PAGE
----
by Creston Lea
Wild Punch is an intense, nimble, and flat-out tough debut collection that portrays loss and honesty in subtle daily revelations.
“Attentive, sure-footed, possessed of an engaging voice and best of all, a spirit of generosity, Creston Lea's Wild Punch is an exciting new find for any serious reader of short stories.”
— Rick Bass
“Creston Lea can write one hell of a story. Wild Punch is a book of wonderful awful scary marvelous stories -- I kept expecting to hit the wall, to be overwhelmed with depression at the intractable fates he chronicles, but somehow, magically, he kept me reading through and out the other side of grim right into stubborn awe. I'm giving copies of Wild Punch to everyone I know.”
— Dorothy Allison
by Jeff Clark
Written, illustrated, and designed by the author, Ruins is an endeavor to address and say goodbye to sources of pain, as well as to a poetic mode (and way of living) rejected for its lack of reality. It is also a book about fatherhood. At its center is Clark's translation of a long poem by Louis Aragon.
The book, signed by poet Jeff Clark is available in a very limited quantity for $20.00. A check may be sent in that amount to Turtle Point Press.
“Ungainly, direct, and absolutely without preciosity or smarm. And heartbreaking. What's recall'd is the kind of fuckall anti-literary messiness of Jack Spicer, the plunge of a relentless going for, "sewed" for "sowed," no matter . . . What I like here is a refusal of the current mode of quasi-surreal, quasi-"analytic" (meaning the unanchor'd abstract) hybridity. Clark's plain (and fierce) willingness to brave the sentimental weathers is admirable and necessary in such a climate.”
— John Latta, Isola di Rifiuti
by Joe Ashby Porter
With All Aboard acclaimed fiction writer Joe Ashby Porter ventures into new, sometimes unprecedented territory, from the luxe restraint of Merrymount through the stops-out eroticism of Pending, and the distilled heebie-jeebies of Dream On. Here reading, travel, and sexual orientation (and disorientation) loom larger than before in Porter, and the dialogue gives new play for what Harry Mathews has called Porter’s golden ear. The whole collection unfolds as does each component, laying track just ahead of the speeding train of thought.
“He takes types typically represented as American disasters and
rehabilitates them through their own ability to articulate themselves. What’s more,
Porter in this process sustains an effort to reclaim for all a considerable
portion of our very own language that has steadily been bobbing out with the tide.
Understanding perhaps the possibility that the narrower our lexicon, the more
likely we are to be victimized by our own minds.”
— James Tierney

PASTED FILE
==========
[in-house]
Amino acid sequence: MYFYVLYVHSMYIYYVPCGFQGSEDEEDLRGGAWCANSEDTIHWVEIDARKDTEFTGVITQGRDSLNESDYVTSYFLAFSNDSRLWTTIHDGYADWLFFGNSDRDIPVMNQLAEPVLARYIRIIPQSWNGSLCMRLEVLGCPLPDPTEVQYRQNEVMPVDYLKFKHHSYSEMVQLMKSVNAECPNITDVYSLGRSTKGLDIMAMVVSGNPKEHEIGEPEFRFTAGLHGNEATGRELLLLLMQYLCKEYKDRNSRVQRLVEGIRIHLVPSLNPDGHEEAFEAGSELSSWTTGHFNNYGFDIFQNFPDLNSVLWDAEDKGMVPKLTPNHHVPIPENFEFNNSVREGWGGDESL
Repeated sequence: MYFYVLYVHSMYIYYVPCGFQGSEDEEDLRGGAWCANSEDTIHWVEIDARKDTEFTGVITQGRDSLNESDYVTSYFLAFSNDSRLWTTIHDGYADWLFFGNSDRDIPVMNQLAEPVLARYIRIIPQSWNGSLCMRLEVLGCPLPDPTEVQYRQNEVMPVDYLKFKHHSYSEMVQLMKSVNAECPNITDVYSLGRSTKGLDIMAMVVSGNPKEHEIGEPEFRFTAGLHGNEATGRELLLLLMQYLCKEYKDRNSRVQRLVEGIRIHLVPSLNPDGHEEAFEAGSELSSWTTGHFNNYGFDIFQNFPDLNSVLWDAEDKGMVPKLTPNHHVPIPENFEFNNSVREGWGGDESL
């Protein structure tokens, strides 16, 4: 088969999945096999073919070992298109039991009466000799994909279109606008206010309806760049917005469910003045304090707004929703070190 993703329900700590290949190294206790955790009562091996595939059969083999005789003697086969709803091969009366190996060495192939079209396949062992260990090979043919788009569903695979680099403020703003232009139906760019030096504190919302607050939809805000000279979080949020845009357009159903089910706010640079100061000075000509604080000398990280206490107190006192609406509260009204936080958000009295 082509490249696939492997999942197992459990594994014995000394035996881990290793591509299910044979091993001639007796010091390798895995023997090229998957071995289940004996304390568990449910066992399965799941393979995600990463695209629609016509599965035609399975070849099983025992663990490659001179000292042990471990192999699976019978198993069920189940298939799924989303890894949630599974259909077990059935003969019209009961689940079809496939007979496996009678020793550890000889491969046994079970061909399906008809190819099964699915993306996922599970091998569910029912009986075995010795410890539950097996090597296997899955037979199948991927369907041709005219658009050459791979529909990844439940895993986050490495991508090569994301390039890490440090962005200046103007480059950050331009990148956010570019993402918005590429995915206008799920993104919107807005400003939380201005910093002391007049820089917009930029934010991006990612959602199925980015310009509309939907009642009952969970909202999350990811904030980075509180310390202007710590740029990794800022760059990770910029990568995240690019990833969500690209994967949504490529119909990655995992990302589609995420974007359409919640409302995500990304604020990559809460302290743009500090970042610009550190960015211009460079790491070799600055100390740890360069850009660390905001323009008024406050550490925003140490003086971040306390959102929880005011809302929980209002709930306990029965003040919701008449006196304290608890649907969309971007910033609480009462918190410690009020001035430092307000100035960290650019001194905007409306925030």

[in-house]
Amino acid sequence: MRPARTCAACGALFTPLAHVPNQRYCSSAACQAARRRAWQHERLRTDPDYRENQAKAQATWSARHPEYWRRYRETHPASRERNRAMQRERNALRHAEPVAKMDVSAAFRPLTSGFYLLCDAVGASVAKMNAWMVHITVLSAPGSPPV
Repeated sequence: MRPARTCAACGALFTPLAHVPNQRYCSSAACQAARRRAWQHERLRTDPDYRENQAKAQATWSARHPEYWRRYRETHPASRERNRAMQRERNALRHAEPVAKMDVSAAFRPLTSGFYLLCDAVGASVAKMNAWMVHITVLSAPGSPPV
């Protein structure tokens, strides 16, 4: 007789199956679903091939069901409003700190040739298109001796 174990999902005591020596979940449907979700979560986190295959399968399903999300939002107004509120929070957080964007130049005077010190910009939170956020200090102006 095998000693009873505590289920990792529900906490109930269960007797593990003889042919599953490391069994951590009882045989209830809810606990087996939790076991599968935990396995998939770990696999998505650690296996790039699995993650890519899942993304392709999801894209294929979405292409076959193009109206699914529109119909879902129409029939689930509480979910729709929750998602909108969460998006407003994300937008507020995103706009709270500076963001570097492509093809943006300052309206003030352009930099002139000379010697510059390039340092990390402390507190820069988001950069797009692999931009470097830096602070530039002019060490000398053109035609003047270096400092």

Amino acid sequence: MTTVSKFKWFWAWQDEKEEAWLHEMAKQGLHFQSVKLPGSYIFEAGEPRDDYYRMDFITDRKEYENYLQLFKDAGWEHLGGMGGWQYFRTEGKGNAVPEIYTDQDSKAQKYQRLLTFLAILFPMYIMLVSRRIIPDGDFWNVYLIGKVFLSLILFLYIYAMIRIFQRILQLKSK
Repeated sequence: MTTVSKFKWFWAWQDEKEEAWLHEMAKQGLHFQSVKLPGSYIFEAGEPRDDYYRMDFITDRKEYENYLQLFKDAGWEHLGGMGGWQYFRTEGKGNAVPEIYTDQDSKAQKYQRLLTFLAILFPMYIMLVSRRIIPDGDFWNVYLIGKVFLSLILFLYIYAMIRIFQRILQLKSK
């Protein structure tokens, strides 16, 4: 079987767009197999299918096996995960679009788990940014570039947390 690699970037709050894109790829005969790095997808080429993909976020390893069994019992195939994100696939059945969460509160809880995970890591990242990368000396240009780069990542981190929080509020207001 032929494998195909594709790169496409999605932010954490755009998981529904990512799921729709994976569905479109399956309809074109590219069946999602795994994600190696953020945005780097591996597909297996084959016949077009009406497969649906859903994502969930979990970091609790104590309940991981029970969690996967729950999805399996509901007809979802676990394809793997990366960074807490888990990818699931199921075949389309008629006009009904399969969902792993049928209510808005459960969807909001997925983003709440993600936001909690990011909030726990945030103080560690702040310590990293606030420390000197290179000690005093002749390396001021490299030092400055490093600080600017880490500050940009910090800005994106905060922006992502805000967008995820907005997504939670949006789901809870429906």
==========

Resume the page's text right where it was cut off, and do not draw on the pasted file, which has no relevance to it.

Some Divisions of the Saga of Mawrdew Czgowchwz, Oltrano, Authenticated by Persons Represented Therein, Book One: The Night Sea Journey
by James McCourt
Here is the long awaited sequel to James McCourt’s first novel, the comic masterpiece, Mawrdew Czgowchwz. In gloriously flamboyant prose, James McCourt in Now Voyagers tells the story of the charged atmosphere surrounding a legendary diva (and possible CIA agent) turned psychoanalyst. This rich and brave novel about the opera world and New York in the mid 1950’s is touching, inventive, and outlandishly funny. Susan Sontag called James McCourt, a literary countertenor in the exacting tradition of Firbank and Nabokov.
Tragic wisdom, we discover, can also be le gai savoir, and James McCourt has made a real specialty of transforming intricate wisdom into no more than discerning frivolity, no less than divine frenzy; as he puts it: a running neon paradigm of the quintessence of divadienst! For the purposes (if that is not too grandiose a word) of such fiction, fun is fun, but folly a kind of fate.Richard Howard
by Susan Barnes
Earthquake, with its visually acute, roguish, and intimate reflections of a girl’s childhood spent in Alaska and outside of Boston, is a novella in three parts. It is a tiny, humane and quietly humorous tale of a thoroughly unconventional girlhood. Barnes writes in an unaffected style. She is a master of candor and subtlety. Susan Barnes is a painter who lives and works near Portland, Maine. Her artwork is in the permanent collections of several museums in the United States. One of her paintings was selected by Robert Creeley for the cover of one of his poetry chapbooks.
Non-FictionConsiderations on the Death of a Dog
by Jean Grenier
ISBN: 978-1-933527-83-3 (trade paperback)
ISBN: 978-1-933527-84-0 (e-book)
“The great problems are always framed in relation to human life, always separated — at least from us — from animal life. Yet, animals are often treated with the same remedies given to humans. And they have the same feelings. Taïaut was jealous of the affection we showered upon him. Whenever a visitor entered, he would sit beside us to attract attention, be petted, or simply hear himself discussed. He grew resentful when scolded and would refuse to lick your hand; he would sulk and never take the first steps to "patch things up." And who would dare maintain that a dog's gaze didn't express sentiments that we experience as well. As well? No. Less well, for in all our sentiments there is a complexity that prevents us from knowing, as they do, the absolute of pleasure and pain.”